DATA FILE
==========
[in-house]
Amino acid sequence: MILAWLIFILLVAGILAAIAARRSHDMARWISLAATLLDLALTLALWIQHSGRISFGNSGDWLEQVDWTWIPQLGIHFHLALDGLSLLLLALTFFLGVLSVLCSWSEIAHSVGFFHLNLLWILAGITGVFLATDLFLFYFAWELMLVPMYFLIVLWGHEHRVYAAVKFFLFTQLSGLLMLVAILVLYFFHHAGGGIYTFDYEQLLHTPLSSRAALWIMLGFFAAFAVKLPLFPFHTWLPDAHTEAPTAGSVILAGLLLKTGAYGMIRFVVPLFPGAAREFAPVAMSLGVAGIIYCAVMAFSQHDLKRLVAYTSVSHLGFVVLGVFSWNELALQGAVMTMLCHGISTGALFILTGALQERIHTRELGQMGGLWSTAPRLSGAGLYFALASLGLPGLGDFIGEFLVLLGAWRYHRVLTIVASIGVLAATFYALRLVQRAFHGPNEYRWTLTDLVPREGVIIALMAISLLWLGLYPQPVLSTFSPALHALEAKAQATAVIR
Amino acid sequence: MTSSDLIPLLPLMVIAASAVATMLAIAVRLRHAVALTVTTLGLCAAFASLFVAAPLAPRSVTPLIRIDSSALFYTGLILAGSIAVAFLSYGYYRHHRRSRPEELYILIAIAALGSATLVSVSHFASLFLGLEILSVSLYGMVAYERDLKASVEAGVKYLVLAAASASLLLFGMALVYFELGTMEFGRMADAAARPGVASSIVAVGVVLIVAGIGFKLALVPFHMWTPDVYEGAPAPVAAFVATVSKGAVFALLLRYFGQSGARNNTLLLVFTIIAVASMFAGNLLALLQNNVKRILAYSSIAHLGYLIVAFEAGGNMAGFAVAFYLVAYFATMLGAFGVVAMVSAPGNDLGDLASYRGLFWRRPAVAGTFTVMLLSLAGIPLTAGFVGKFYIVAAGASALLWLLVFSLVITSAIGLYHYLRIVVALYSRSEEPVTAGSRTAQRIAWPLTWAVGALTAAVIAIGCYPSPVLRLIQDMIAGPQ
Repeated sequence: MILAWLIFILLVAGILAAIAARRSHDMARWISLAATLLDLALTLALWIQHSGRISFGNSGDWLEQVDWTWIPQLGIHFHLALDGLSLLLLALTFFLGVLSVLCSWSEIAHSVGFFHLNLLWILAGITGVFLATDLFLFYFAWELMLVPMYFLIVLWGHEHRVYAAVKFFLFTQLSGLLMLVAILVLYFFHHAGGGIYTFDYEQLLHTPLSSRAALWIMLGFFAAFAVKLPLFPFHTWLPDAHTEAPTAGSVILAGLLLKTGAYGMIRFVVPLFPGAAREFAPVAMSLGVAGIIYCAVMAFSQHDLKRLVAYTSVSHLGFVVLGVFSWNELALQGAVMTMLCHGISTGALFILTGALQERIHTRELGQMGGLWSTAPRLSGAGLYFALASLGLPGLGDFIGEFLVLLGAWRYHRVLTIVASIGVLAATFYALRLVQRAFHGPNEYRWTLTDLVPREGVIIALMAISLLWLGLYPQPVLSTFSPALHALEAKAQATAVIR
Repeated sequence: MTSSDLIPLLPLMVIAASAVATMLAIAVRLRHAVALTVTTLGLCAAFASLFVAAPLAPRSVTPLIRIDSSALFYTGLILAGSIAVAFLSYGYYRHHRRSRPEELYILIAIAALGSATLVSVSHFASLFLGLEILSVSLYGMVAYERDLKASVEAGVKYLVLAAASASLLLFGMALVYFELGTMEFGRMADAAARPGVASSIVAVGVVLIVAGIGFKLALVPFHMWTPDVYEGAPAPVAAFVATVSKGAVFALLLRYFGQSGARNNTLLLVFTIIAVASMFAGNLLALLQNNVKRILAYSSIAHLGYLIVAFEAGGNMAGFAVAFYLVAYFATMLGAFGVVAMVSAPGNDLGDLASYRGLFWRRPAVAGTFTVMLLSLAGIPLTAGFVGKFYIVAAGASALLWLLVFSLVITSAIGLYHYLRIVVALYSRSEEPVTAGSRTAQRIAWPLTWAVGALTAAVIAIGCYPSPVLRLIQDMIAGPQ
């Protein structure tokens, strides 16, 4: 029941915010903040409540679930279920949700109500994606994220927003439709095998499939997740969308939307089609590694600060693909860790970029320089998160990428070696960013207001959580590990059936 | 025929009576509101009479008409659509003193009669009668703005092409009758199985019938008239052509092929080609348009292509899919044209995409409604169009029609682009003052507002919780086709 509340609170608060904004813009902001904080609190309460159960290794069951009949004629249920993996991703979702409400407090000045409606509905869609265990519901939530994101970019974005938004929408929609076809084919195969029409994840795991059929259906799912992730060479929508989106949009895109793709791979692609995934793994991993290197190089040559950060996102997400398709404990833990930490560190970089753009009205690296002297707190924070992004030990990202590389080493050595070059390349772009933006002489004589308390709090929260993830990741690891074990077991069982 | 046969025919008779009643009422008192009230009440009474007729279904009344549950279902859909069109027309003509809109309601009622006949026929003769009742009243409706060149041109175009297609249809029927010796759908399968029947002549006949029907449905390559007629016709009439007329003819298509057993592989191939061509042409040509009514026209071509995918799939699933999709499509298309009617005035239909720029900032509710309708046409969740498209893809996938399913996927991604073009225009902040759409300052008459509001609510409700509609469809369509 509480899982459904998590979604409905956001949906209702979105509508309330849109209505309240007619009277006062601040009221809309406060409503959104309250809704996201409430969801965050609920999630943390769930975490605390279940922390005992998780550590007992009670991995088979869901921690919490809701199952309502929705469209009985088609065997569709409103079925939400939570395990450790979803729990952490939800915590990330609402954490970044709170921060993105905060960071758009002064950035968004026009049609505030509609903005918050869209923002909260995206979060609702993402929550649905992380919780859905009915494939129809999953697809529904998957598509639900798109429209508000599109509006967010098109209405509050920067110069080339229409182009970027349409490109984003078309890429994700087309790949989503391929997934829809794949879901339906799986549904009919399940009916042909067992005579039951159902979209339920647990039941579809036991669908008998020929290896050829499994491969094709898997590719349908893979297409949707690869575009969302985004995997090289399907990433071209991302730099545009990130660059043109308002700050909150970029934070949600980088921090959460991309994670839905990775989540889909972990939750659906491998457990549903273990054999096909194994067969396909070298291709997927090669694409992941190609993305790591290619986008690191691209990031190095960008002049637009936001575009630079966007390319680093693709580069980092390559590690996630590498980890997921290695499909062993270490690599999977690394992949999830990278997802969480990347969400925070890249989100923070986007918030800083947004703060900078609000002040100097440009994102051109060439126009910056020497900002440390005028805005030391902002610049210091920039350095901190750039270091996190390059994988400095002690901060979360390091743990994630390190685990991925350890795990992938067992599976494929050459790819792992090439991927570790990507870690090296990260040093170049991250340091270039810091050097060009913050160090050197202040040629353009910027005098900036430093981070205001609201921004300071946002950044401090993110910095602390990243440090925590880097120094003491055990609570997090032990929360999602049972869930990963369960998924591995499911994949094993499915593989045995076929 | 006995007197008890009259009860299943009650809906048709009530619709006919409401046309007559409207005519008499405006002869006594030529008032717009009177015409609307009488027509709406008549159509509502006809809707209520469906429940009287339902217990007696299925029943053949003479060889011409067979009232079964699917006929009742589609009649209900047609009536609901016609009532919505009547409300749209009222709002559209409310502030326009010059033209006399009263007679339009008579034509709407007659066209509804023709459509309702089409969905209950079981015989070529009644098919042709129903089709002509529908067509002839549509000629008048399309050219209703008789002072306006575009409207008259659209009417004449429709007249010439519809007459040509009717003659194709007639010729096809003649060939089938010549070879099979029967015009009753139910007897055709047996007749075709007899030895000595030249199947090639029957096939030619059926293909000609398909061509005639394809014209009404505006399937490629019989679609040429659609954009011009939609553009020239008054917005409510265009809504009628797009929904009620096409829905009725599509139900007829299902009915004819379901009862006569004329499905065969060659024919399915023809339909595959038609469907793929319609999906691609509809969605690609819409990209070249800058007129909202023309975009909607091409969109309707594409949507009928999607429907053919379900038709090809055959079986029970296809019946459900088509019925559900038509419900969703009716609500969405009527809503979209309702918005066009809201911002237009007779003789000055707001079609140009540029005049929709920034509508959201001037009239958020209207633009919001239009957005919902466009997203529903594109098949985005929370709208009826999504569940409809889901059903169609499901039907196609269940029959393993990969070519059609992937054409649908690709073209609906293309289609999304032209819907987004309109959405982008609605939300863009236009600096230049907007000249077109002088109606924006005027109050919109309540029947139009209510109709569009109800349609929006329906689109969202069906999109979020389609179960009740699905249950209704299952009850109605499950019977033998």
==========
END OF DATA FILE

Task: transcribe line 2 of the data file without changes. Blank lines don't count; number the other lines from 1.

Amino acid sequence: MILAWLIFILLVAGILAAIAARRSHDMARWISLAATLLDLALTLALWIQHSGRISFGNSGDWLEQVDWTWIPQLGIHFHLALDGLSLLLLALTFFLGVLSVLCSWSEIAHSVGFFHLNLLWILAGITGVFLATDLFLFYFAWELMLVPMYFLIVLWGHEHRVYAAVKFFLFTQLSGLLMLVAILVLYFFHHAGGGIYTFDYEQLLHTPLSSRAALWIMLGFFAAFAVKLPLFPFHTWLPDAHTEAPTAGSVILAGLLLKTGAYGMIRFVVPLFPGAAREFAPVAMSLGVAGIIYCAVMAFSQHDLKRLVAYTSVSHLGFVVLGVFSWNELALQGAVMTMLCHGISTGALFILTGALQERIHTRELGQMGGLWSTAPRLSGAGLYFALASLGLPGLGDFIGEFLVLLGAWRYHRVLTIVASIGVLAATFYALRLVQRAFHGPNEYRWTLTDLVPREGVIIALMAISLLWLGLYPQPVLSTFSPALHALEAKAQATAVIR